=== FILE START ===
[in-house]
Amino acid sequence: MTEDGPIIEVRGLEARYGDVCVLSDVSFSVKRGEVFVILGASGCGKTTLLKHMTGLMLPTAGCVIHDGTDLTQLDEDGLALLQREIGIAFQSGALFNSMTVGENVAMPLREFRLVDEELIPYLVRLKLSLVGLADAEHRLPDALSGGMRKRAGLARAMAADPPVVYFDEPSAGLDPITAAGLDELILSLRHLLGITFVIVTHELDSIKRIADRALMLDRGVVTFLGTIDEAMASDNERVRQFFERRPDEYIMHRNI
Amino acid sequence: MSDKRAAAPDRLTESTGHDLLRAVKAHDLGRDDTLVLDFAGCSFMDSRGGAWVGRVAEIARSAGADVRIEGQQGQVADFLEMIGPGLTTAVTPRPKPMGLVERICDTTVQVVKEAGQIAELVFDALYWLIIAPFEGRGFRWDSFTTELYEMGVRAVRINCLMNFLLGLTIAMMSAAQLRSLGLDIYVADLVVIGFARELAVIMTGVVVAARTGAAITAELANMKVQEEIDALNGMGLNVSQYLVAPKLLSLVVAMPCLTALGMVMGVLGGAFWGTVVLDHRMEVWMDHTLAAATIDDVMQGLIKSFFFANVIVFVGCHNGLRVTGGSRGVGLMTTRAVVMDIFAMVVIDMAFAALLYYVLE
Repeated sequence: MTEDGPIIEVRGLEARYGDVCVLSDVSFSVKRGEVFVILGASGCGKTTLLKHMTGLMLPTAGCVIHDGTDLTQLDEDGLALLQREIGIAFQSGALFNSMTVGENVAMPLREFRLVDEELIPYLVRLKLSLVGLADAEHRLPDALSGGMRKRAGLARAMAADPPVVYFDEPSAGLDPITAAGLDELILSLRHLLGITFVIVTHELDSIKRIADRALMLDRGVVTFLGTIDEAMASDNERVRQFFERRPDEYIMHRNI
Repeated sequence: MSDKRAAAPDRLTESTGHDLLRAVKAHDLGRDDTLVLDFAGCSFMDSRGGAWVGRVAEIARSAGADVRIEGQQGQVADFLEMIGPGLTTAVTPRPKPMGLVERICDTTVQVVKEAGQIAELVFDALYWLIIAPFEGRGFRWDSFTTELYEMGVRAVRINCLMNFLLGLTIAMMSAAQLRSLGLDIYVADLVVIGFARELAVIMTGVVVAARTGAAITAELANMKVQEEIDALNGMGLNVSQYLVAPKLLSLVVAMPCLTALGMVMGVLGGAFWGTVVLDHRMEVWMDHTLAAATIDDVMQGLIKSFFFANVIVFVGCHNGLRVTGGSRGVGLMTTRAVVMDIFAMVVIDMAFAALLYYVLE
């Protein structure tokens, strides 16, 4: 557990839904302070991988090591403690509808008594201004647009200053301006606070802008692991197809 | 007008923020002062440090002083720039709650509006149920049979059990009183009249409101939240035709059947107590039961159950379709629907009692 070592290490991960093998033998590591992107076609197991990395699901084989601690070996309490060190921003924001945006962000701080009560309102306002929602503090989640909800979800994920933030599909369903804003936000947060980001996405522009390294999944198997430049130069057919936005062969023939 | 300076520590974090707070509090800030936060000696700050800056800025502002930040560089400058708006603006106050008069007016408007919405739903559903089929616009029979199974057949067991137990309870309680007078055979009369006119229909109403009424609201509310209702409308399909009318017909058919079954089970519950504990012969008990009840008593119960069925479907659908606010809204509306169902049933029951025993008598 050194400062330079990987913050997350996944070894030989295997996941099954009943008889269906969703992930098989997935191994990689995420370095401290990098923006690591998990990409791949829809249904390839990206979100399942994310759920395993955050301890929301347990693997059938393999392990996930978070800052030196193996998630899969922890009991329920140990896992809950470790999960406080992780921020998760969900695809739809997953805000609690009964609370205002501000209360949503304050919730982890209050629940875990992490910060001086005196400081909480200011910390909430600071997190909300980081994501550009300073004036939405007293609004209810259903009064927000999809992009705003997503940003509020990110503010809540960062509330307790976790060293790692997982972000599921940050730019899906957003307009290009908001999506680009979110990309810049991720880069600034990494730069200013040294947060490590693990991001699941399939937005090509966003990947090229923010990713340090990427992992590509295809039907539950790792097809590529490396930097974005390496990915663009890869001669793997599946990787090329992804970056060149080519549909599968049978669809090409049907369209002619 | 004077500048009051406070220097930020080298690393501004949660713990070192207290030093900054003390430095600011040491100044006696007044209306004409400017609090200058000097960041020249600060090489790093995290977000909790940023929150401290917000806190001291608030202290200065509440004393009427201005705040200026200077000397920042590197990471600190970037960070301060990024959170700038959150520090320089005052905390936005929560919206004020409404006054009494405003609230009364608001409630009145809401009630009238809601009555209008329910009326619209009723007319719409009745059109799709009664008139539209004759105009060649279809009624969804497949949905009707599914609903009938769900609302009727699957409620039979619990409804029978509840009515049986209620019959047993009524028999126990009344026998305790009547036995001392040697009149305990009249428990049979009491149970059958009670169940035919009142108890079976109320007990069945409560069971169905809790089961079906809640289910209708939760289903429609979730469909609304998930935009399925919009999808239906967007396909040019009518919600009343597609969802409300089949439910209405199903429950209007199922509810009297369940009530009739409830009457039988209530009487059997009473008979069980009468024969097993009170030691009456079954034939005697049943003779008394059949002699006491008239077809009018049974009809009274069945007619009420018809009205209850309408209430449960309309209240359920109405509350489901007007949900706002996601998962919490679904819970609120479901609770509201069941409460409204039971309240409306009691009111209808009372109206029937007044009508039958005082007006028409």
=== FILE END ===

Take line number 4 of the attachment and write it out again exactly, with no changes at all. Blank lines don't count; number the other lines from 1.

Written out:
Repeated sequence: MTEDGPIIEVRGLEARYGDVCVLSDVSFSVKRGEVFVILGASGCGKTTLLKHMTGLMLPTAGCVIHDGTDLTQLDEDGLALLQREIGIAFQSGALFNSMTVGENVAMPLREFRLVDEELIPYLVRLKLSLVGLADAEHRLPDALSGGMRKRAGLARAMAADPPVVYFDEPSAGLDPITAAGLDELILSLRHLLGITFVIVTHELDSIKRIADRALMLDRGVVTFLGTIDEAMASDNERVRQFFERRPDEYIMHRNI